body has the potential for self repair); and susceptibility or resistance to a particular agent (Brooks et al., 1995).

Consistency of Association

A consistent association is similar in magnitude and direction across several studies representing different populations, locales, and times (Hill, 1965). The greater the number of studies with the same results, the more consistent is the association and the greater is the likelihood of a true association. However, consistency alone is not sufficient evidence of an association. The committee considered findings that were consistent in direction across different categories of studies to be supportive of an association. The committee did not require exactly the same magnitude of association in different populations to conclude that there was a consistent association. A consistent positive association could occur when the results of most studies were positive and the differences in measured effects were within the range expected on the basis of sampling error, selection bias, misclassification, confounding, and difference in actual dose levels (IOM, 1994b).

Temporal Relationship

The finding of an agent–disease association begins the process of trying to decide whether the agent is a cause, correlate, or consequence of the disease. Determining causality requires that exposure to the agent precede the onset of the health outcome by at least the duration of disease induction. If, in a cohort study, exposure to the agent occurs after the appearance of the health outcome, the agent could not have caused that outcome. Establishing a temporal relationship is often difficult, especially with health outcomes that have long induction periods, such as cancer. The committee interpreted the lack of an appropriate time sequence as evidence against association, but recognized that insufficient knowledge of the natural history and pathogenesis of many of the health outcomes under review limited the utility of this criterion (IOM, 1994b).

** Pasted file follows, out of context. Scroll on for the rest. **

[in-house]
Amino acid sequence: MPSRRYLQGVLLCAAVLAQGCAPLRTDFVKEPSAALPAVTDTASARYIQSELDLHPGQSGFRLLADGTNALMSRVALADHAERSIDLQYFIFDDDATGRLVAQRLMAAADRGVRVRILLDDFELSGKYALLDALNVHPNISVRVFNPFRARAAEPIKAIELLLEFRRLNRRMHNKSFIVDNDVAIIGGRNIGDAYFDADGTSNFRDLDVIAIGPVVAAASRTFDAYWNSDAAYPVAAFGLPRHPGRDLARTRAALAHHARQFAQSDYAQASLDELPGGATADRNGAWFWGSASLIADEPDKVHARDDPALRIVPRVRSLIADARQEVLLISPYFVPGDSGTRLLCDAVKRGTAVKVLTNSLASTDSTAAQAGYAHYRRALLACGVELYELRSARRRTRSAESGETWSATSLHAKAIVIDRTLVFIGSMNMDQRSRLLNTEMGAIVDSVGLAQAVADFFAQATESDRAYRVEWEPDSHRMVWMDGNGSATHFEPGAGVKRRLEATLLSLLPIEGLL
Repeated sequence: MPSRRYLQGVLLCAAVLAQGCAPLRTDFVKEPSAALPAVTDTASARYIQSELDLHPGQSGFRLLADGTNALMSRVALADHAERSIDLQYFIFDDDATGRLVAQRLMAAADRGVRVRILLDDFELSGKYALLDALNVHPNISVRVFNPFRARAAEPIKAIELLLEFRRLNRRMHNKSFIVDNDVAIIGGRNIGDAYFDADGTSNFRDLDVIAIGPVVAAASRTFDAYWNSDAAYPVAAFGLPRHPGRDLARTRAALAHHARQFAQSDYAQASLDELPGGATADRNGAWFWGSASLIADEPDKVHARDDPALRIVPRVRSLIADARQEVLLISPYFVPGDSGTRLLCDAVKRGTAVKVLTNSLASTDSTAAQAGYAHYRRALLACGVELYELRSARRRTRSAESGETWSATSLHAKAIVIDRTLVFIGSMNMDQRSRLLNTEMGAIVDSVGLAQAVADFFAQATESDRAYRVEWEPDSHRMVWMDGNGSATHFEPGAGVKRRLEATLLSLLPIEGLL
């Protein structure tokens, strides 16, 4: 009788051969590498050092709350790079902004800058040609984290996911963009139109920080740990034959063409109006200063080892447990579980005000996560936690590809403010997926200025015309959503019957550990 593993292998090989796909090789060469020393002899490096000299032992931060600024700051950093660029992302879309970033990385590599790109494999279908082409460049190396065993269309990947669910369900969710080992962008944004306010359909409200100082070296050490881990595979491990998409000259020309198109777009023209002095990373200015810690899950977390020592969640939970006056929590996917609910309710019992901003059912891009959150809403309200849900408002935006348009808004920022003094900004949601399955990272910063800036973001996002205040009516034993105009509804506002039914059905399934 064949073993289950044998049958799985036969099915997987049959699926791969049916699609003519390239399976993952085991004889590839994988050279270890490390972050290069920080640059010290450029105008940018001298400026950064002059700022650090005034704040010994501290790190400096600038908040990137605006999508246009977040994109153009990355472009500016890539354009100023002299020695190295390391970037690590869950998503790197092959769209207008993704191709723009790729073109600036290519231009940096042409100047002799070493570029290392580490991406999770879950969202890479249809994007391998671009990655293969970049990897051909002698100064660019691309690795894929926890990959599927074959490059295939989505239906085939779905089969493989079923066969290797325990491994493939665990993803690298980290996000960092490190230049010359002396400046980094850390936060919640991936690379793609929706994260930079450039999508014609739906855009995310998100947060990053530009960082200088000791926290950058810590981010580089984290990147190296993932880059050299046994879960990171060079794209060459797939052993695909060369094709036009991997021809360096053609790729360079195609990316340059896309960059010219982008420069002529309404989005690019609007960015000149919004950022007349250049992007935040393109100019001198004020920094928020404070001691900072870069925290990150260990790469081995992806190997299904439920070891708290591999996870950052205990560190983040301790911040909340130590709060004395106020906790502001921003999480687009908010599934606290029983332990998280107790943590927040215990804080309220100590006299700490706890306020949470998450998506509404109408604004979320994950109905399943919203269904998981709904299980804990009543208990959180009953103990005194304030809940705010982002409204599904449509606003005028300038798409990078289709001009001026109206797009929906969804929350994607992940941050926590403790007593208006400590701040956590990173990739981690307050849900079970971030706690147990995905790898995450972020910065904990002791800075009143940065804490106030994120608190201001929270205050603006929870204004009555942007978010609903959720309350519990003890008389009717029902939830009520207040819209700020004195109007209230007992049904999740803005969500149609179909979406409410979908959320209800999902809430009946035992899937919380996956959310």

Specificity of Association

Specificity refers to the unique association between exposure to a particular agent and a health outcome (i.e., the health outcome never occurs in the absence of the agent). Two examples of highly specific associations are the pathologically distinctive tumors mesothelioma of the lung and angiosarcoma of the liver in workers exposed to asbestos and vinyl chloride, respectively. The committee recognized, however, that perfect specificity is unlikely given the multifactorial etiology of many of the health outcomes noted in this study. Additionally, the committee recognized that the agents under review might be associated with a broad spectrum of health outcomes.

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